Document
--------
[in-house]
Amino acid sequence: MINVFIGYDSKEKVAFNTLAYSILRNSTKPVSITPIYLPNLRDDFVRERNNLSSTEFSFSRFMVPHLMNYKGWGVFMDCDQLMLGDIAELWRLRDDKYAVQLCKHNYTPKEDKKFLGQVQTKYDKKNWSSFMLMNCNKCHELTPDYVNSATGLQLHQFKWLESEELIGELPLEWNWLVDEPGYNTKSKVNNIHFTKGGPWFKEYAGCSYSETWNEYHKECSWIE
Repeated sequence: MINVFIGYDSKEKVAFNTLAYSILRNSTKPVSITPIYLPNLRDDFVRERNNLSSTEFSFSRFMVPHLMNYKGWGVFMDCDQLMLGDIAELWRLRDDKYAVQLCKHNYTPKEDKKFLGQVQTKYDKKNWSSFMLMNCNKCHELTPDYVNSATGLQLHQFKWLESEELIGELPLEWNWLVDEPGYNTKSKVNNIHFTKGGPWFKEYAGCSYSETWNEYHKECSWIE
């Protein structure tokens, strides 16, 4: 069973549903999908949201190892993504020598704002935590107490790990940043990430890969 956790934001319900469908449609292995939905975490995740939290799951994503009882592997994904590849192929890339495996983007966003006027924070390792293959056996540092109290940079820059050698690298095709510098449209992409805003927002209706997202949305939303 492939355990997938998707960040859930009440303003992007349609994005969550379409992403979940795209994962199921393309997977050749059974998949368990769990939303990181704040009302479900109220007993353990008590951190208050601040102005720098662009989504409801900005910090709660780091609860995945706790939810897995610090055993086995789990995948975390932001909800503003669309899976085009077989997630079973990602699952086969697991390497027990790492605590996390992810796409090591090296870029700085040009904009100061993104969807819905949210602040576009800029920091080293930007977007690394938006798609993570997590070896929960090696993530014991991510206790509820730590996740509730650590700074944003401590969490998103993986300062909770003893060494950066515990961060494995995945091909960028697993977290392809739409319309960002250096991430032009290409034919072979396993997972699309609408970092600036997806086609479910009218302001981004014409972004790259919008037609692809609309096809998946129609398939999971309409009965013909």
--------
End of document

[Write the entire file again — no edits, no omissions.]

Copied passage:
[in-house]
Amino acid sequence: MINVFIGYDSKEKVAFNTLAYSILRNSTKPVSITPIYLPNLRDDFVRERNNLSSTEFSFSRFMVPHLMNYKGWGVFMDCDQLMLGDIAELWRLRDDKYAVQLCKHNYTPKEDKKFLGQVQTKYDKKNWSSFMLMNCNKCHELTPDYVNSATGLQLHQFKWLESEELIGELPLEWNWLVDEPGYNTKSKVNNIHFTKGGPWFKEYAGCSYSETWNEYHKECSWIE
Repeated sequence: MINVFIGYDSKEKVAFNTLAYSILRNSTKPVSITPIYLPNLRDDFVRERNNLSSTEFSFSRFMVPHLMNYKGWGVFMDCDQLMLGDIAELWRLRDDKYAVQLCKHNYTPKEDKKFLGQVQTKYDKKNWSSFMLMNCNKCHELTPDYVNSATGLQLHQFKWLESEELIGELPLEWNWLVDEPGYNTKSKVNNIHFTKGGPWFKEYAGCSYSETWNEYHKECSWIE
């Protein structure tokens, strides 16, 4: 069973549903999908949201190892993504020598704002935590107490790990940043990430890969 956790934001319900469908449609292995939905975490995740939290799951994503009882592997994904590849192929890339495996983007966003006027924070390792293959056996540092109290940079820059050698690298095709510098449209992409805003927002209706997202949305939303 492939355990997938998707960040859930009440303003992007349609994005969550379409992403979940795209994962199921393309997977050749059974998949368990769990939303990181704040009302479900109220007993353990008590951190208050601040102005720098662009989504409801900005910090709660780091609860995945706790939810897995610090055993086995789990995948975390932001909800503003669309899976085009077989997630079973990602699952086969697991390497027990790492605590996390992810796409090591090296870029700085040009904009100061993104969807819905949210602040576009800029920091080293930007977007690394938006798609993570997590070896929960090696993530014991991510206790509820730590996740509730650590700074944003401590969490998103993986300062909770003893060494950066515990961060494995995945091909960028697993977290392809739409319309960002250096991430032009290409034919072979396993997972699309609408970092600036997806086609479910009218302001981004014409972004790259919008037609692809609309096809998946129609398939999971309409009965013909």